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I have a new laptop with a HDD (sda) and a SSD (sdb). Both are detected by the UEFI firmware. I have installed OpenSuse on the SSD.

I have this problem:
If I have OpenSuse CD in the drive then laptop boots from it and I can choose 'boot from hard drive'. This way all works fine.
If I remove the CD from drive I get 'No bootable device' on startup.

I have SSD as /dev/sdb and it is the first in the boot order. It has GPT partition format and following structure:

/dev/sdb1 on /boot/efi type vfat (rw,relatime,fmask=0002,dmask=0002,allow_utime=0020,codepage=437,iocharset=iso8859-1,shortname=mixed,utf8,errors=remount-ro) /dev/sdb2 on /boot/grub2/i386-pc type btrfs (rw,relatime,ssd,space_cache,subvolid=260,subvol=/@/boot/grub2/i386-pc) /dev/sdb2 on /boot/grub2/x86_64-efi type btrfs (rw,relatime,ssd,space_cache,subvolid=261,subvol=/@/boot/grub2/x86_64-efi) /dev/sdb2 on / type btrfs (rw,relatime,ssd,space_cache,subvolid=259,subvol=/@/.snapshots/1/snapshot) /boot/efi looks like that: /boot/efi/ └── EFI ├── boot │   ├── bootx64.efi │   └── fallback.efi └── opensuse ├── boot.csv ├── grub.cfg ├── grub.efi ├── grubx64.efi ├── MokManager.efi └── shim.efi

I have tried re-installing grub2, but it did not help.

I have in BIOS UEFI with secure boot disabled.

Still, I can only boot via CD.

update No luck so far. Tried installing on /dev/sda and also tried Ubuntu. At the end, I turned UEFI of and installed in legacy mode. It worked.

  • Did you correctly set the boot device in your UEFI/BIOS? It might just be that you selected the HDD as the boot device. – Seth Jan 26 '17 at 8:11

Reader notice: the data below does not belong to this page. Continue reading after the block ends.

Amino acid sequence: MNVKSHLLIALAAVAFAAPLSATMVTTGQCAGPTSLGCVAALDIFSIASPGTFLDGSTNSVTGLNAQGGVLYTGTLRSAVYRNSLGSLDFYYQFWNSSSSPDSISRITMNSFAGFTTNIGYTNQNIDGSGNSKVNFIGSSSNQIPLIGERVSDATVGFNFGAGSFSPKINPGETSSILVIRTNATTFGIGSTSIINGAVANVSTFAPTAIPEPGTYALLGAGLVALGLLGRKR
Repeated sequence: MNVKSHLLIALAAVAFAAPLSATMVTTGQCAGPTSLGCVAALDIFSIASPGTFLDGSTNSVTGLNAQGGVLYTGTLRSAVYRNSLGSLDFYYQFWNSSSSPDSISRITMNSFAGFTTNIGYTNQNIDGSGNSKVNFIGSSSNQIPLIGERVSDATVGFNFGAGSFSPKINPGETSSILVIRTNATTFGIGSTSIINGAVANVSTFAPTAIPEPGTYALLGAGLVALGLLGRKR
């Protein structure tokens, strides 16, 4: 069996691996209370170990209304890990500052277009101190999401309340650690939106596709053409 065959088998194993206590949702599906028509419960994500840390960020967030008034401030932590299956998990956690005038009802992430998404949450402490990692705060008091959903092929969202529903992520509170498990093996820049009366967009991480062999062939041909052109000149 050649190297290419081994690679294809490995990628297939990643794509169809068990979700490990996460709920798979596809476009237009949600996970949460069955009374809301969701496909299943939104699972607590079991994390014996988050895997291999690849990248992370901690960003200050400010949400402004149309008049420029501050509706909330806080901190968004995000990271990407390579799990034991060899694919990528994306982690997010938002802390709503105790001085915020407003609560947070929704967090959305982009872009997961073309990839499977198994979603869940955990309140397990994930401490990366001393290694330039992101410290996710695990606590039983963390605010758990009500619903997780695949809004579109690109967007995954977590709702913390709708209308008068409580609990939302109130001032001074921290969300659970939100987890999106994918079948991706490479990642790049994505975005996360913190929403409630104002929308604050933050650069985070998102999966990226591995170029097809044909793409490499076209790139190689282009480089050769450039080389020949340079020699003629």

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    You should see how is the BIOS priority order. It seems that something is not working properly. Are you sure that your OS is installed in the SSD? Try to put 1st then in the priority list. – jgorostegui Jan 26 '17 at 8:16
  • SSD is the first in boot order, CD second, HDD third. OpenSuse Yast boot module does not complain about anything. And in fact I can boot the installed system, but only via CD. – Alexey Mints Jan 26 '17 at 8:25
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    I agree with jgorosdev - I had similar problem with opensuse and there was something in my bios where disks swapped places, so the system was not found. In any case looks like your bootloader (grub2) is not found. I think the most straightforward thing to do would be to boot from CD, then reinstall grub (this should do autodetection of other installed systems too). Something like grub-install --efi-directory=/boot/efi – r0berts Jan 26 '17 at 18:19
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Of you get 'No bootable device' then the firmware has detected no bootable drive. The most probably causes for this are:

  • You have some valid boot code on /dev/sdb but the HDD (/dev/sda) is set as first bootable device.
    Solutions:
    1) Install the bootpart on the HDD or
    2) change the bootorder in your EUFI setup.
  • Or you are booting in EFI mode on a disk which is not properly setup for EFI
    Read: the disk must have GPT partition format and an EFI system partition. This system partition must be in a format which the EFI firmware understands, which usually means FAT32. And it must contain a EFI bootloader. That bootloader should be configure in the EFI program and point at things like elilo.EFI or grub.EFI. If no configuration is done in the firmware then it will fallback to looking for a generic BOOTx64.EFI file.
  • Or you have installed in backward BIOS mode with a MBR, a bootsector and classic LILO or classic grub. To use that you need to enable the backward compatability shims (CMS) and you also want to disable secure boot (which only allows booting from signed binaries).
  • Can you add that structure to your post? (Using the edit link). – Hennes Jan 28 '17 at 13:28
  • Updated the question – Alexey Mints Jan 28 '17 at 13:33

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